Personal Consumption Expenditure (PCE), which is one of the preferred gauges of inflation used by the Federal Reserve, indicates that inflation in February was subdued. On a monthly basis, core PCE slowed to 0.10%, down from January's 0.30%, and missing estimates of 0.20%. On a year-over-year basis, the PCE grew at a pace of 1.00%, matching expectations but down from January's 1.30% increase. The US dollar slipped on the news, amid a thin holiday trading session where prices remained flat for most of the day. Personal spending was also soft, rising 0.10% in February, missing forecasts of a 0.20% increase. Personal spending data for the previous month was revised lower from 0.50% to 0.10%.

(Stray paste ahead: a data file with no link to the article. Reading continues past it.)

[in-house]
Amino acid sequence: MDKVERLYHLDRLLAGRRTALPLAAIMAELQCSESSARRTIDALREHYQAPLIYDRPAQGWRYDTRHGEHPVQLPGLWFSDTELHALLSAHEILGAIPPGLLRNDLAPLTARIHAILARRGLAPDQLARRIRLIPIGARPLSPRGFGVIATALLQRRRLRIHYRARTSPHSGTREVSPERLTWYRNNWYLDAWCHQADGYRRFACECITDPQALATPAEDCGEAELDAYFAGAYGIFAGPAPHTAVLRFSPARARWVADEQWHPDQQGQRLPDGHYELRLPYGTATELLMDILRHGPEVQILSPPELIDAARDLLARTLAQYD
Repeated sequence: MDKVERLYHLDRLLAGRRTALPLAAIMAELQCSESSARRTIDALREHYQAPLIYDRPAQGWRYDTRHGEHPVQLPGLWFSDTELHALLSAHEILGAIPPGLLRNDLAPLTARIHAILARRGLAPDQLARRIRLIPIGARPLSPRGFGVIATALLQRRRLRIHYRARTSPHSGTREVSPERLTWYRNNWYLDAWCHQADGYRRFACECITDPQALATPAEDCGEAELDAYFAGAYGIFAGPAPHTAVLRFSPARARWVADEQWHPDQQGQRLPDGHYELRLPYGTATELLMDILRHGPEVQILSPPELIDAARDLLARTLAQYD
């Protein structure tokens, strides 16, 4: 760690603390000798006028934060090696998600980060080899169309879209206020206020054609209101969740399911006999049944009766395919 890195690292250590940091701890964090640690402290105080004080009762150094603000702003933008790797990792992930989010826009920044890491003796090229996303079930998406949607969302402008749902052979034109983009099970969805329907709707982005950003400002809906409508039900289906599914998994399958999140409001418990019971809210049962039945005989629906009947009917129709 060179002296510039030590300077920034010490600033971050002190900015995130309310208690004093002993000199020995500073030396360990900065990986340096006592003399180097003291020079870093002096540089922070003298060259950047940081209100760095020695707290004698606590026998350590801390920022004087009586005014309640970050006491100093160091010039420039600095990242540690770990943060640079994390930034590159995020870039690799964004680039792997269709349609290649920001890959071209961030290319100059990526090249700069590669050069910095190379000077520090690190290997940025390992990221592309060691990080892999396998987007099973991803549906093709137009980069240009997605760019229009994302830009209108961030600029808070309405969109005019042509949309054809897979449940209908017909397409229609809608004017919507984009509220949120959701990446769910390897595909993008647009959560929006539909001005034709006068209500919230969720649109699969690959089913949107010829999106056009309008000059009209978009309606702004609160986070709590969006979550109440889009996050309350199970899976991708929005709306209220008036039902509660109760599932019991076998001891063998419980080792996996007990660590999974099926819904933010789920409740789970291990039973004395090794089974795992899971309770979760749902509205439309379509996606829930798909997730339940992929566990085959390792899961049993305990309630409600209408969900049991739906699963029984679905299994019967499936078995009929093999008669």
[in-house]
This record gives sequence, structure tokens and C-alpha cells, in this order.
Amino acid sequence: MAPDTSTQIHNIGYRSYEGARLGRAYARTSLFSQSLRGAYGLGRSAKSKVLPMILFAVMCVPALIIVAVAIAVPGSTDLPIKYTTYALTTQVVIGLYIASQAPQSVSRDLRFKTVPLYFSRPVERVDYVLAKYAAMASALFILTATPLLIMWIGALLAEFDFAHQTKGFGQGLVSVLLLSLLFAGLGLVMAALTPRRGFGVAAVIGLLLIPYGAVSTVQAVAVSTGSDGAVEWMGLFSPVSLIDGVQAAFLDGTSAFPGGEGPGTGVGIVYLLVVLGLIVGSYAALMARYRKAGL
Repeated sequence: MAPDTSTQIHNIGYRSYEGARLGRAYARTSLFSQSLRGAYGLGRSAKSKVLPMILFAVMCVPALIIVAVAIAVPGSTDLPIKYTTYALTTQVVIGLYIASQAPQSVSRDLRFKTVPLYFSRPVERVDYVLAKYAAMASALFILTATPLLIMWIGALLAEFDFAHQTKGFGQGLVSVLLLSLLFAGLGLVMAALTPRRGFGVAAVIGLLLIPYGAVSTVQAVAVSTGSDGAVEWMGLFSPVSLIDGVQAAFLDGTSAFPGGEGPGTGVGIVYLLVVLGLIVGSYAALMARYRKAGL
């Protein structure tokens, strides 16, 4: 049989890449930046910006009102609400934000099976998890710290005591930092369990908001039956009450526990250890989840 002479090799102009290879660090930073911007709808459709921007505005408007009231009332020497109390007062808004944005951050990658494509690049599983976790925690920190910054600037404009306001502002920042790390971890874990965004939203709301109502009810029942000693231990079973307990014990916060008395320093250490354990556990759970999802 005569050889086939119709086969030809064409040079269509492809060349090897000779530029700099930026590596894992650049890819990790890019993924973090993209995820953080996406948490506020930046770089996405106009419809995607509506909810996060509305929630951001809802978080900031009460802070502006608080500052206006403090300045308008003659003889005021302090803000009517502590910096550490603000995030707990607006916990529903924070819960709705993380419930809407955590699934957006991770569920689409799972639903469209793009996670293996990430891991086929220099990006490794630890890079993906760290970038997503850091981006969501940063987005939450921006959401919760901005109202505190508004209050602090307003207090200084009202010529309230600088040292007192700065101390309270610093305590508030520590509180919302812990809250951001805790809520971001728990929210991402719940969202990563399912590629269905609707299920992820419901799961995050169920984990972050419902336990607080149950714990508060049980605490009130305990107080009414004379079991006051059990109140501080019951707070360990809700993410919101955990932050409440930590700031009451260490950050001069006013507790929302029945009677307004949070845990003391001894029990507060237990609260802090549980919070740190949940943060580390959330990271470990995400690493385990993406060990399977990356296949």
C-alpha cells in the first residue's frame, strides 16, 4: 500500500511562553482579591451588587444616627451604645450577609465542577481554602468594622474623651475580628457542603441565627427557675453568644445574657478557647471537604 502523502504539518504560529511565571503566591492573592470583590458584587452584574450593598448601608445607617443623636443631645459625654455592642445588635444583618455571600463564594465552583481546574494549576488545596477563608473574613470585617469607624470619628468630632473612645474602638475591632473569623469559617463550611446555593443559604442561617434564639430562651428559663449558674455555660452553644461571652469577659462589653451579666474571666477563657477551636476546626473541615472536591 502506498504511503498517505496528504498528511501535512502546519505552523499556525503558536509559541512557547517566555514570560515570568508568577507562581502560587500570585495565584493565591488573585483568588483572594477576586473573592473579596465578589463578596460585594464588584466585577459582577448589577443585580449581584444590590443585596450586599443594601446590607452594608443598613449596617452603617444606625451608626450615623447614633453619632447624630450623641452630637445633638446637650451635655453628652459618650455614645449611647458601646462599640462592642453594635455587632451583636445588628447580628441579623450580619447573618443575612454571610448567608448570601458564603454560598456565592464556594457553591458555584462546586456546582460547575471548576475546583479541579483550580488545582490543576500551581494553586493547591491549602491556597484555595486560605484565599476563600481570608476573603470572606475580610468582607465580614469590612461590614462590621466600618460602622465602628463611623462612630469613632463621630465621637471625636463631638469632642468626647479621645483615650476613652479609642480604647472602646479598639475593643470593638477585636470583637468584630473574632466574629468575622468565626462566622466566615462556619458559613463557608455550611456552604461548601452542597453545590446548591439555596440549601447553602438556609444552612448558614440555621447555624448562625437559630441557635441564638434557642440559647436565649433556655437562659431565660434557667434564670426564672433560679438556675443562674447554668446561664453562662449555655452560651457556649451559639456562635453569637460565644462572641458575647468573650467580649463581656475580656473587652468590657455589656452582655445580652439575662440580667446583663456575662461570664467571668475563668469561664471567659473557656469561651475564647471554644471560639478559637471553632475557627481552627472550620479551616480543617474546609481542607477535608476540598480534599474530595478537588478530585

The PCE report released today highlights the tame inflation which has been a main sticking point for the Federal Reserve. Despite a pickup in wages and the US unemployment rate holding steady at 4.90%, inflation has remained largely weak, running below the Fed's 2.00% target rate. Last Friday, the US fourth quarter revised GDP surprised to the upside with the US economy showing a 1.40% increase, more than estimates of 1.00% in the previous, second revision.
However, despite a strong headline print, corporate profits fell sharply.
Friday's thin trading saw the US dollar being bid up modestly on the data. US Federal Reserve Chair Janet Yellen is due to speak at an event tomorrow which will be the main focus for the markets, considering the hawkish rhetoric from other Fed members last week with some hinting at hiking interest rates as early as April, the chairwoman’s speech is due to give some clarity on where she stands on this issue.
US Personal Consumption Expenditure Stays Soft in February
Market Trends - 28/03/2016